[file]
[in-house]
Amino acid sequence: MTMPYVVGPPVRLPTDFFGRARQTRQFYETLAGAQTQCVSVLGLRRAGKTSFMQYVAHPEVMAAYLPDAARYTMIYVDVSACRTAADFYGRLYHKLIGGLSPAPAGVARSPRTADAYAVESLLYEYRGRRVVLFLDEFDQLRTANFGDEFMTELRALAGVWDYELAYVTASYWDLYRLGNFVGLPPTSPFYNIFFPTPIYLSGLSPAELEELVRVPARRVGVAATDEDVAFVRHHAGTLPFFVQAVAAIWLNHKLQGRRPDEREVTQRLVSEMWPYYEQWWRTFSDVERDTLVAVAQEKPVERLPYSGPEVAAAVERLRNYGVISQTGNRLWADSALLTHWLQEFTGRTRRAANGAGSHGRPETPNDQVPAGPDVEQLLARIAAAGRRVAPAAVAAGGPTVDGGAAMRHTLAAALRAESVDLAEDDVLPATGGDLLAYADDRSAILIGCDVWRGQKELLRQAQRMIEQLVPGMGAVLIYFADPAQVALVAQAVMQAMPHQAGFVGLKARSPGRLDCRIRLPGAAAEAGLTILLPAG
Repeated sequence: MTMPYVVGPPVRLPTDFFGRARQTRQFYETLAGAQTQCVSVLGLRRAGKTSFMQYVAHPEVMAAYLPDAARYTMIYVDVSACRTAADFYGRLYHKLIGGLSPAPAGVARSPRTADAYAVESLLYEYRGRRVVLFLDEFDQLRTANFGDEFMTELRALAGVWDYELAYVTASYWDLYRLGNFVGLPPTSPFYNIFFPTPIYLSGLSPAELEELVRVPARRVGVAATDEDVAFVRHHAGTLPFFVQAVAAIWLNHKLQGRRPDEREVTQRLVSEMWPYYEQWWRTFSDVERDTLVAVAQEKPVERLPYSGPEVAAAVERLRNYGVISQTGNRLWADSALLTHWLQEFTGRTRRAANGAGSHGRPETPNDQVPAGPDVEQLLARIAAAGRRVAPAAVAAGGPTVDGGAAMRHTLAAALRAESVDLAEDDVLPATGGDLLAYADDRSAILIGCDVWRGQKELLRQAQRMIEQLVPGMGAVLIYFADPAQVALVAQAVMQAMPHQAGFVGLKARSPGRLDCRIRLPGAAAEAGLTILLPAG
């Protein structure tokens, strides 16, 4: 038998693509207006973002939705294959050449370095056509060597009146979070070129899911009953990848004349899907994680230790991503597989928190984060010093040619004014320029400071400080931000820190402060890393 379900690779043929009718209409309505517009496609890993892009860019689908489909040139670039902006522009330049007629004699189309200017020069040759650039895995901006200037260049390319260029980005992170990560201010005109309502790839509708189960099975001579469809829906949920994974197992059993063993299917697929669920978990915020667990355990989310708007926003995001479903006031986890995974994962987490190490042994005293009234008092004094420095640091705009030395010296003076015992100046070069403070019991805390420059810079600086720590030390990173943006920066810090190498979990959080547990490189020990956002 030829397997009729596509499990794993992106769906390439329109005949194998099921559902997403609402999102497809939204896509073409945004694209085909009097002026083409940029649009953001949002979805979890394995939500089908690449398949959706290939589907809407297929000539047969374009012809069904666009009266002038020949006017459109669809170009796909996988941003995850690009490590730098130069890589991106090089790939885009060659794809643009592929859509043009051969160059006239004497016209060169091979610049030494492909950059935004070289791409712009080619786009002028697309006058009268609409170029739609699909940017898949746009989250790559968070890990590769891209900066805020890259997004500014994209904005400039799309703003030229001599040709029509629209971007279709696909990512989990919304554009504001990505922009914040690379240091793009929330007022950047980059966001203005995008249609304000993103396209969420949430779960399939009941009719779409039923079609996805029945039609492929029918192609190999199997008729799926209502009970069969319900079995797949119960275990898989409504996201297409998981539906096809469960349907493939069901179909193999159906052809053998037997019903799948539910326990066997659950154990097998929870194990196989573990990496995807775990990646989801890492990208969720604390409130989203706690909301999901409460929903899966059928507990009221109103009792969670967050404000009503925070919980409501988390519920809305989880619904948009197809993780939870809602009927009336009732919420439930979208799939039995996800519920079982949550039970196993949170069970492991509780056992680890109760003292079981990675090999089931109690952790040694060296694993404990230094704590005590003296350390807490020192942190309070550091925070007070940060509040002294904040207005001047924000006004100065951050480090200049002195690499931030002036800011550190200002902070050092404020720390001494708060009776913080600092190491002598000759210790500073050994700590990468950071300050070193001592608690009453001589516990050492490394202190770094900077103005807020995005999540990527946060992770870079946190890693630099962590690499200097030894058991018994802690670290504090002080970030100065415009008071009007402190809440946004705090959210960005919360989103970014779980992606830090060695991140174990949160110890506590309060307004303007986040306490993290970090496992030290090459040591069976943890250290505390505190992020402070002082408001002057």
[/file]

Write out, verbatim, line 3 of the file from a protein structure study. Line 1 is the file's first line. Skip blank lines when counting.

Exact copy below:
Repeated sequence: MTMPYVVGPPVRLPTDFFGRARQTRQFYETLAGAQTQCVSVLGLRRAGKTSFMQYVAHPEVMAAYLPDAARYTMIYVDVSACRTAADFYGRLYHKLIGGLSPAPAGVARSPRTADAYAVESLLYEYRGRRVVLFLDEFDQLRTANFGDEFMTELRALAGVWDYELAYVTASYWDLYRLGNFVGLPPTSPFYNIFFPTPIYLSGLSPAELEELVRVPARRVGVAATDEDVAFVRHHAGTLPFFVQAVAAIWLNHKLQGRRPDEREVTQRLVSEMWPYYEQWWRTFSDVERDTLVAVAQEKPVERLPYSGPEVAAAVERLRNYGVISQTGNRLWADSALLTHWLQEFTGRTRRAANGAGSHGRPETPNDQVPAGPDVEQLLARIAAAGRRVAPAAVAAGGPTVDGGAAMRHTLAAALRAESVDLAEDDVLPATGGDLLAYADDRSAILIGCDVWRGQKELLRQAQRMIEQLVPGMGAVLIYFADPAQVALVAQAVMQAMPHQAGFVGLKARSPGRLDCRIRLPGAAAEAGLTILLPAG